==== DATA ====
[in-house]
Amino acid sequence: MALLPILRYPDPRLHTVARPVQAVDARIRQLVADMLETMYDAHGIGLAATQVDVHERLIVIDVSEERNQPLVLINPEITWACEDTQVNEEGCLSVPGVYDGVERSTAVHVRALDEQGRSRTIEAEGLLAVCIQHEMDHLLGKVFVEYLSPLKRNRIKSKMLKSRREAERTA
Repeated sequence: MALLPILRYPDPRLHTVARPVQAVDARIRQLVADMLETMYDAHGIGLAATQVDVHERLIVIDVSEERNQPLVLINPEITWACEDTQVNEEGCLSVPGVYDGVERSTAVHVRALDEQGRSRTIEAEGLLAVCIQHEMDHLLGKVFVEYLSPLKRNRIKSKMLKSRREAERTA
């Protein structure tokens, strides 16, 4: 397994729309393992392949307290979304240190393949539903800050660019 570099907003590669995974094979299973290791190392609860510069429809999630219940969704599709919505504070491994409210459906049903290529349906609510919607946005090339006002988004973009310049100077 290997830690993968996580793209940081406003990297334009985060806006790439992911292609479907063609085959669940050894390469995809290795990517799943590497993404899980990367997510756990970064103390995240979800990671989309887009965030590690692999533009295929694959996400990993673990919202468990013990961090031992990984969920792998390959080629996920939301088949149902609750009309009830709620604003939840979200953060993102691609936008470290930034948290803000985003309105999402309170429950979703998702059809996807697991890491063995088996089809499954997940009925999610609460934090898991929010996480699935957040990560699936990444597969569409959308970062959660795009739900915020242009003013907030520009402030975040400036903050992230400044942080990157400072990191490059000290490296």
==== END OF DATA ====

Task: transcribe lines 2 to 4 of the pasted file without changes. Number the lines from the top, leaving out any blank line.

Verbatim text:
Amino acid sequence: MALLPILRYPDPRLHTVARPVQAVDARIRQLVADMLETMYDAHGIGLAATQVDVHERLIVIDVSEERNQPLVLINPEITWACEDTQVNEEGCLSVPGVYDGVERSTAVHVRALDEQGRSRTIEAEGLLAVCIQHEMDHLLGKVFVEYLSPLKRNRIKSKMLKSRREAERTA
Repeated sequence: MALLPILRYPDPRLHTVARPVQAVDARIRQLVADMLETMYDAHGIGLAATQVDVHERLIVIDVSEERNQPLVLINPEITWACEDTQVNEEGCLSVPGVYDGVERSTAVHVRALDEQGRSRTIEAEGLLAVCIQHEMDHLLGKVFVEYLSPLKRNRIKSKMLKSRREAERTA
């Protein structure tokens, strides 16, 4: 397994729309393992392949307290979304240190393949539903800050660019 570099907003590669995974094979299973290791190392609860510069429809999630219940969704599709919505504070491994409210459906049903290529349906609510919607946005090339006002988004973009310049100077 290997830690993968996580793209940081406003990297334009985060806006790439992911292609479907063609085959669940050894390469995809290795990517799943590497993404899980990367997510756990970064103390995240979800990671989309887009965030590690692999533009295929694959996400990993673990919202468990013990961090031992990984969920792998390959080629996920939301088949149902609750009309009830709620604003939840979200953060993102691609936008470290930034948290803000985003309105999402309170429950979703998702059809996807697991890491063995088996089809499954997940009925999610609460934090898991929010996480699935957040990560699936990444597969569409959308970062959660795009739900915020242009003013907030520009402030975040400036903050992230400044942080990157400072990191490059000290490296």